Learning to knit is a skill that will last a lifetime and will give children the ability to make their own woollens, have a relaxing and absorbing hobby and create home-made gifts for others. Young children can learn to finger knit or knit with large needles which helps them build many important developmental skills. Forest Hill vet, Joelene, had never learnt to knit herself and so was excited when her young twins, Amelia and George, came home from their Goodstart Forest Hill childcare centre with small knitted pieces they had made themselves.
The joy of creation
Turning a long piece of wool into a scarf, toy or doily is a wonderous achievement, even in the eyes of an adult. Teaching children how to make useful objects helps their mental health in the short and long term. As well as having an end product, the process of achieving a goal has been shown to have very positive effects on self esteem and emotional well-being. George was very proud of his knitted frog, and carried it everywhere, while Amelia loved her multi-coloured knitted bird that she hung from her ceiling.
Knitting requires the use of good fine motor skills and hand-eye coordination. Though not all children in the daycare were ready to learn how to manipulate the wool and needles, the educators at Amelia and George’s daycare made sure all children managed to create whether by finger knitting, cardboard knitting or with needles, depending on their individual development level. The children who chose to participate also practised their concentration and observation skills, resilience and perseverance in learning how to make stitches and even follow a simple pattern.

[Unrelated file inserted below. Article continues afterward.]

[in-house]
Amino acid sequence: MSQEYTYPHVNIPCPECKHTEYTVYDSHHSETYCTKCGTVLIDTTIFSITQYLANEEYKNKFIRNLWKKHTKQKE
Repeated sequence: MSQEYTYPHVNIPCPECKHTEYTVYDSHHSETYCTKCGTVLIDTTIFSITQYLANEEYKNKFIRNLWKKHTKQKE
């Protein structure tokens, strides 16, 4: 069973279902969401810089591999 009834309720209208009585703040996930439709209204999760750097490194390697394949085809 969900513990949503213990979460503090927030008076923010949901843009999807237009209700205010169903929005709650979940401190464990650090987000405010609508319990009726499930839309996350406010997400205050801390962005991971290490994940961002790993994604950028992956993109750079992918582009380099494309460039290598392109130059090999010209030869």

The daycare programme used knitting to incorporate educational concepts and skills into a play-based, creative activity. As the children learnt to use the needles and wool, they talked about colours, the texture and thickness of the wool and the size and shape of the needles. They counted stitches and rows as they knitted, introducing important number skills. The children also learnt language around the knitting they were making, such as long, short, fat and thin.
Resilience and Problem Solving
As any experienced knitter will know, dropping stitches, un-pulling and reworking your knitting is all part and parcel of the knitting process. Children learn how to seek resolution, solve problems and persevere as they begin to learn how to knit. Encouraging each other in the task helps children develop empathy and emotional skills, as they persist on completing a knitted item and feel the joy of achievement.
Forest Hill early learning centres incorporate knitting and other crafts into child care programmes to assist children with their educational and emotional skill development as well teaching them an enjoyable and useful skill for life. Knitting is not only a social activity, but can be used to improve fine motor skills, teach patience and persistence and is a useful and satisfying ability that allows you to make your own garments and accessories whenever you wish.